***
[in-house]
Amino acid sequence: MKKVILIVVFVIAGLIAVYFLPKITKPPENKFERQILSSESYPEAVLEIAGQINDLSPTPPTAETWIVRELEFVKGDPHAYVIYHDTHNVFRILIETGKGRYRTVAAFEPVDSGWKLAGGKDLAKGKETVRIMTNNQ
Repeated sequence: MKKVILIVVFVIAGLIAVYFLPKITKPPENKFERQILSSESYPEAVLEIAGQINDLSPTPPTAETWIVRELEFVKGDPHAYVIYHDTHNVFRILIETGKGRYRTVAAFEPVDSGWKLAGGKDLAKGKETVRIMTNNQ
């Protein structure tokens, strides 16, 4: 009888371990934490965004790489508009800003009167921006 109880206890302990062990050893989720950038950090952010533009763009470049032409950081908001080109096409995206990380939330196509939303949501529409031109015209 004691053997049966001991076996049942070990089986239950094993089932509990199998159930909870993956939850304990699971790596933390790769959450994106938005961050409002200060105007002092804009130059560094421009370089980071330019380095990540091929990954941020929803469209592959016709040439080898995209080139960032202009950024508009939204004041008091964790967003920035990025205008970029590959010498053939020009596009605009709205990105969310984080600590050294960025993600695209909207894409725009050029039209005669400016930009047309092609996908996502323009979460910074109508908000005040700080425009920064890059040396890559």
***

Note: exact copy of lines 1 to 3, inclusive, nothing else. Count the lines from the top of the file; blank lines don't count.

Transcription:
[in-house]
Amino acid sequence: MKKVILIVVFVIAGLIAVYFLPKITKPPENKFERQILSSESYPEAVLEIAGQINDLSPTPPTAETWIVRELEFVKGDPHAYVIYHDTHNVFRILIETGKGRYRTVAAFEPVDSGWKLAGGKDLAKGKETVRIMTNNQ
Repeated sequence: MKKVILIVVFVIAGLIAVYFLPKITKPPENKFERQILSSESYPEAVLEIAGQINDLSPTPPTAETWIVRELEFVKGDPHAYVIYHDTHNVFRILIETGKGRYRTVAAFEPVDSGWKLAGGKDLAKGKETVRIMTNNQ